While it is essential to your overall health for the adrenals to secrete more cortisol in stressful situations, it is also very important that bodily functions and cortisol levels return to normal following a stressful event.
The Connection Between Cortisol and Stress
Your body has certain automated functions that enable you to function effectively. For example, when you perceive a threat, the hypothalamus, a tiny gland at the base of the brain, alerts the systems in your body. Through a combination of nerve and hormonal signals, this alert prompts your adrenal glands to release a surge of hormones, including adrenaline and cortisol.
Adrenaline increases heart rate, elevates blood pressure, and boosts energy supplies, the essentials of the fight or flight response. Cortisol, the primary stress hormone, increases sugars in the bloodstream, enhances your brain’s use of sugar, and increases the availability of substances that repair tissues in the event that the threat causes damage.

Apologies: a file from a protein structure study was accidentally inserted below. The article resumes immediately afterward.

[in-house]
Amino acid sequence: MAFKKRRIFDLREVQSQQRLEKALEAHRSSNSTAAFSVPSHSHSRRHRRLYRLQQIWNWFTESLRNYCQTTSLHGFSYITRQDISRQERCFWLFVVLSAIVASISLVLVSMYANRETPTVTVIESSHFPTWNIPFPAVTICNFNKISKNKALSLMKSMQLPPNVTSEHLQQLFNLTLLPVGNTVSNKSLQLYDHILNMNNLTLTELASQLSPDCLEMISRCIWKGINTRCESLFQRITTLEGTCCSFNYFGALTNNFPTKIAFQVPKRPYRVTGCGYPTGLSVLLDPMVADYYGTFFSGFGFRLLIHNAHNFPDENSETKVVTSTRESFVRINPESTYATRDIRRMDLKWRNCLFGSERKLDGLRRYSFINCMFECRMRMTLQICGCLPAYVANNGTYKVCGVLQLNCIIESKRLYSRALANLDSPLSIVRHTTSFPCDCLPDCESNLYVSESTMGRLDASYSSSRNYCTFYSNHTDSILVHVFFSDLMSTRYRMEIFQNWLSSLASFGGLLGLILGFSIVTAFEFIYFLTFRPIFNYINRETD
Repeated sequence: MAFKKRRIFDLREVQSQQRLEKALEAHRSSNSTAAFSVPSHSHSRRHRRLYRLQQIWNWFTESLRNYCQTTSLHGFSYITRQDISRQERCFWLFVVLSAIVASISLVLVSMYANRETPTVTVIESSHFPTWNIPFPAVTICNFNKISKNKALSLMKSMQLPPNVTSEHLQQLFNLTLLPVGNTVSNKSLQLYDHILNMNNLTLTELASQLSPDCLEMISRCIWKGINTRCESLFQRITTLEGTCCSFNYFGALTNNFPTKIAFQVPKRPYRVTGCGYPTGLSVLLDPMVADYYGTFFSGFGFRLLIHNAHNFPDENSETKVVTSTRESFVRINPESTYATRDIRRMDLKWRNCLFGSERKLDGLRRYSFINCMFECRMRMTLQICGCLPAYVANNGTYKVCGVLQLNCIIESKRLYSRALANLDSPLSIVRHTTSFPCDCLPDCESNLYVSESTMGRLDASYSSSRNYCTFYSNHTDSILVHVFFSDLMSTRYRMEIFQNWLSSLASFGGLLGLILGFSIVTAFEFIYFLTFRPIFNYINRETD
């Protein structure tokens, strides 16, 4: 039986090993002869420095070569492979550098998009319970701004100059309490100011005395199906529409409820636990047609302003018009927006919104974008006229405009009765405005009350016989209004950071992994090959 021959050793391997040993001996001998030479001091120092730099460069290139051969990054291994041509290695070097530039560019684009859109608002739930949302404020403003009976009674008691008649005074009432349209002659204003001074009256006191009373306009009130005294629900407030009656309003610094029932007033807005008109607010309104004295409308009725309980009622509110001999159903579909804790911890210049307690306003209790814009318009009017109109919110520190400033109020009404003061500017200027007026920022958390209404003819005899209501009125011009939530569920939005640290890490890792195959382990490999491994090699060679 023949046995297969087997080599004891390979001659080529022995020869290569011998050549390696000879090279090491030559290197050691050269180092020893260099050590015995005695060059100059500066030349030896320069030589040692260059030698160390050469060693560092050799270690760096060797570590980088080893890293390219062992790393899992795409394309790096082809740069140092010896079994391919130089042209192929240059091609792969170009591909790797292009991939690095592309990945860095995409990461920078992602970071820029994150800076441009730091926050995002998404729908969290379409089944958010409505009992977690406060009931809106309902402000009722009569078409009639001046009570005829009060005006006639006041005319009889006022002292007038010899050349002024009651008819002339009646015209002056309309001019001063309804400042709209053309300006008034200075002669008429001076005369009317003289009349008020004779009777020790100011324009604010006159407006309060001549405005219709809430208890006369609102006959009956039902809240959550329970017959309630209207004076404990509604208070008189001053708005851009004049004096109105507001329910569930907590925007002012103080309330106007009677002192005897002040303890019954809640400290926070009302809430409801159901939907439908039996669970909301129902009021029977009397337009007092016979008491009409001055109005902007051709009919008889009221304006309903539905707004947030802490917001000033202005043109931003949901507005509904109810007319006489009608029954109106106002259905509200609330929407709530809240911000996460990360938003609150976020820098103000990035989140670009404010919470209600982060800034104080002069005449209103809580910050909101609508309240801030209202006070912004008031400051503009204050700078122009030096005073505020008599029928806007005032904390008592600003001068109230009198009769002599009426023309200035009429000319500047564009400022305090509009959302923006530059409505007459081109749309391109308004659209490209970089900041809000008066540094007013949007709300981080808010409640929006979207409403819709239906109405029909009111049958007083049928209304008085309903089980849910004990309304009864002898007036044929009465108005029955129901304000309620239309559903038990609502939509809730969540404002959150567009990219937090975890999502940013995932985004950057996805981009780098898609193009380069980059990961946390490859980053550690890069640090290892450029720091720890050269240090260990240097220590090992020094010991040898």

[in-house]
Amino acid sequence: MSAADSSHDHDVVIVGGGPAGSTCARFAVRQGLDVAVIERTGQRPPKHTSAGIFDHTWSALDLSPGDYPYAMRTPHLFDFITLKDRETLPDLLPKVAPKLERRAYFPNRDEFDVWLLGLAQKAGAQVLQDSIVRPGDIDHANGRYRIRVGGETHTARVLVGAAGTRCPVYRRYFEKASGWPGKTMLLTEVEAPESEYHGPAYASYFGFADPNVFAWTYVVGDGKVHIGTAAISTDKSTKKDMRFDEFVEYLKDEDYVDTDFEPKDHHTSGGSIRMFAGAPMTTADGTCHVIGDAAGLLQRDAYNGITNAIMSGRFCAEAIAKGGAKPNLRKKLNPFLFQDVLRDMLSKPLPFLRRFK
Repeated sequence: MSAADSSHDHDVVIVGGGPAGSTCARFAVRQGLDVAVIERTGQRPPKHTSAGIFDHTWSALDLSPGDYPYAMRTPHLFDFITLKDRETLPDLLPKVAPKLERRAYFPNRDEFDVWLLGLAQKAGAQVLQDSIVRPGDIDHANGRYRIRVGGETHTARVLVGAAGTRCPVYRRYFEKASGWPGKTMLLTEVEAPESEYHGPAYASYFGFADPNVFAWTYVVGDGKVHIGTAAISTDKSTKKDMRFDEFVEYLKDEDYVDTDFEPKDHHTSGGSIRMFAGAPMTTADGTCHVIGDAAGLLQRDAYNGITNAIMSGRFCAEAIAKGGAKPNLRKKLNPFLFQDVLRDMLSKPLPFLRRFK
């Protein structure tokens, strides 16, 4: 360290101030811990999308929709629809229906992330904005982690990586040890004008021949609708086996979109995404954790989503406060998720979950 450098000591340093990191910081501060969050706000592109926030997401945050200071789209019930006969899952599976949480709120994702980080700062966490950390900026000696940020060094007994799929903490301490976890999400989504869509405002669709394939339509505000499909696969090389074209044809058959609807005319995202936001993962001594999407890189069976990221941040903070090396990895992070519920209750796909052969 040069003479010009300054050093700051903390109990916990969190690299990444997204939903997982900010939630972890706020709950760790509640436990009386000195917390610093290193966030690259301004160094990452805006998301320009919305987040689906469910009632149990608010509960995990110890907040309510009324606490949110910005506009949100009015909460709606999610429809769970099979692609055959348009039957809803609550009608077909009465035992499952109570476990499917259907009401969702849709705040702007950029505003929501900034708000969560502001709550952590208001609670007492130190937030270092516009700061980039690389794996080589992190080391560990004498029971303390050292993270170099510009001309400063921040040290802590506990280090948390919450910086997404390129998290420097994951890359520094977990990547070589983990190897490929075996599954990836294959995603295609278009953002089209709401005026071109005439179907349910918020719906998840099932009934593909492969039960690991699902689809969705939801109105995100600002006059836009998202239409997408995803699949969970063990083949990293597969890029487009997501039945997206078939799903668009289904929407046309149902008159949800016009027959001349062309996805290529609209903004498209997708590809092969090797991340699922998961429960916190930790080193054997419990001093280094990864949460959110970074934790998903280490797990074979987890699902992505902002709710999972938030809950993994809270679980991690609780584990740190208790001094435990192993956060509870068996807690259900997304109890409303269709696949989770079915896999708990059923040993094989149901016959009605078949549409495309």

Cortisol also slows nonessential or detrimental functions that would hamper a fight-or-flight situation. It alters immune system responses and slows the digestive system, the reproductive system, and growth processes. This complex, natural alert system also communicates with areas of your brain that control fear, mood, and motivation.
So, when a stress event occurs, your body naturally follows this progression
- A complex hormonal cascade ensues, and the adrenal glands release cortisol.
- Cortisol prepares the body’s systems for a fight-or-flight response by flooding it with glucose (sugar), an immediate energy source.
- Cortisol stops insulin production to prevent glucose from being stored, allowing for its immediate use.
- Cortisol narrows the arteries while epinephrine increases heart rate. This forces blood to pump harder and faster.